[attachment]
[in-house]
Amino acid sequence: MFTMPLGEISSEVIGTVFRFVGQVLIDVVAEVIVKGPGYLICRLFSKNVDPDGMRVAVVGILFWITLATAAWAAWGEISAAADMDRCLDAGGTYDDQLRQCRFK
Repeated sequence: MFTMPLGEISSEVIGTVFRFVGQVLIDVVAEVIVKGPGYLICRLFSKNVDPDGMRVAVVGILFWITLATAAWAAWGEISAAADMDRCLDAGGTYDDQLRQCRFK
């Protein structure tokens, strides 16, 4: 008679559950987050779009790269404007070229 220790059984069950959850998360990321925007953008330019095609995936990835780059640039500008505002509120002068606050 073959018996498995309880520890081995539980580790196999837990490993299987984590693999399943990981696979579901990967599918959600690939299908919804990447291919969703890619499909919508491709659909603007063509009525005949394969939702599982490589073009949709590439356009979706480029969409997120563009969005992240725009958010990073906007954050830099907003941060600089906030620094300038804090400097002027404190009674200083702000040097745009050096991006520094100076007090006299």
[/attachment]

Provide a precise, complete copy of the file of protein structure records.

[in-house]
Amino acid sequence: MFTMPLGEISSEVIGTVFRFVGQVLIDVVAEVIVKGPGYLICRLFSKNVDPDGMRVAVVGILFWITLATAAWAAWGEISAAADMDRCLDAGGTYDDQLRQCRFK
Repeated sequence: MFTMPLGEISSEVIGTVFRFVGQVLIDVVAEVIVKGPGYLICRLFSKNVDPDGMRVAVVGILFWITLATAAWAAWGEISAAADMDRCLDAGGTYDDQLRQCRFK
């Protein structure tokens, strides 16, 4: 008679559950987050779009790269404007070229 220790059984069950959850998360990321925007953008330019095609995936990835780059640039500008505002509120002068606050 073959018996498995309880520890081995539980580790196999837990490993299987984590693999399943990981696979579901990967599918959600690939299908919804990447291919969703890619499909919508491709659909603007063509009525005949394969939702599982490589073009949709590439356009979706480029969409997120563009969005992240725009958010990073906007954050830099907003941060600089906030620094300038804090400097002027404190009674200083702000040097745009050096991006520094100076007090006299």